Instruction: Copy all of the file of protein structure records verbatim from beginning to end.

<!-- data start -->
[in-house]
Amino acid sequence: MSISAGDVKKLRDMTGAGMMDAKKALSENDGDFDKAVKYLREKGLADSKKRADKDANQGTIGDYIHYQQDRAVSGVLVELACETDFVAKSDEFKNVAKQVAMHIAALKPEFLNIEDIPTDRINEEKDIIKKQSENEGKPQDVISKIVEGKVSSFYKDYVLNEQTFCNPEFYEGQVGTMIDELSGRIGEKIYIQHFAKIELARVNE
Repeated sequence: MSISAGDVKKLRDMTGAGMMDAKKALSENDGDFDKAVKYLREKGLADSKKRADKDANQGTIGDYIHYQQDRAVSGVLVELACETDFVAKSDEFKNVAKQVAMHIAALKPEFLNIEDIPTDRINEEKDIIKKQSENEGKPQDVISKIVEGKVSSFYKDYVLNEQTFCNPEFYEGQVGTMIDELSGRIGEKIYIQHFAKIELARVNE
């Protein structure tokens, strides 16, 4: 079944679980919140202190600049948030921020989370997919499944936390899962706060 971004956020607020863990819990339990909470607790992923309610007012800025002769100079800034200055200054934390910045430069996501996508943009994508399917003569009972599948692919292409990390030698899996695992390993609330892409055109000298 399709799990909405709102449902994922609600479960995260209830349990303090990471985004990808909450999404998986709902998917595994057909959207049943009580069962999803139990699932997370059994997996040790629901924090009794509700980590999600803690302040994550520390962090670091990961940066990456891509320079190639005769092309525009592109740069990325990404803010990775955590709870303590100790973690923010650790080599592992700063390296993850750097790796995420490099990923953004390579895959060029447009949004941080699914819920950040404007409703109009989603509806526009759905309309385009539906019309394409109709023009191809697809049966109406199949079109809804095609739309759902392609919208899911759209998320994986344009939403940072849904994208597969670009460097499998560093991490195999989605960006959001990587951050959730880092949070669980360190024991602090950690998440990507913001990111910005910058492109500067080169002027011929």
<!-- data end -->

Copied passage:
[in-house]
Amino acid sequence: MSISAGDVKKLRDMTGAGMMDAKKALSENDGDFDKAVKYLREKGLADSKKRADKDANQGTIGDYIHYQQDRAVSGVLVELACETDFVAKSDEFKNVAKQVAMHIAALKPEFLNIEDIPTDRINEEKDIIKKQSENEGKPQDVISKIVEGKVSSFYKDYVLNEQTFCNPEFYEGQVGTMIDELSGRIGEKIYIQHFAKIELARVNE
Repeated sequence: MSISAGDVKKLRDMTGAGMMDAKKALSENDGDFDKAVKYLREKGLADSKKRADKDANQGTIGDYIHYQQDRAVSGVLVELACETDFVAKSDEFKNVAKQVAMHIAALKPEFLNIEDIPTDRINEEKDIIKKQSENEGKPQDVISKIVEGKVSSFYKDYVLNEQTFCNPEFYEGQVGTMIDELSGRIGEKIYIQHFAKIELARVNE
């Protein structure tokens, strides 16, 4: 079944679980919140202190600049948030921020989370997919499944936390899962706060 971004956020607020863990819990339990909470607790992923309610007012800025002769100079800034200055200054934390910045430069996501996508943009994508399917003569009972599948692919292409990390030698899996695992390993609330892409055109000298 399709799990909405709102449902994922609600479960995260209830349990303090990471985004990808909450999404998986709902998917595994057909959207049943009580069962999803139990699932997370059994997996040790629901924090009794509700980590999600803690302040994550520390962090670091990961940066990456891509320079190639005769092309525009592109740069990325990404803010990775955590709870303590100790973690923010650790080599592992700063390296993850750097790796995420490099990923953004390579895959060029447009949004941080699914819920950040404007409703109009989603509806526009759905309309385009539906019309394409109709023009191809697809049966109406199949079109809804095609739309759902392609919208899911759209998320994986344009939403940072849904994208597969670009460097499998560093991490195999989605960006959001990587951050959730880092949070669980360190024991602090950690998440990507913001990111910005910058492109500067080169002027011929």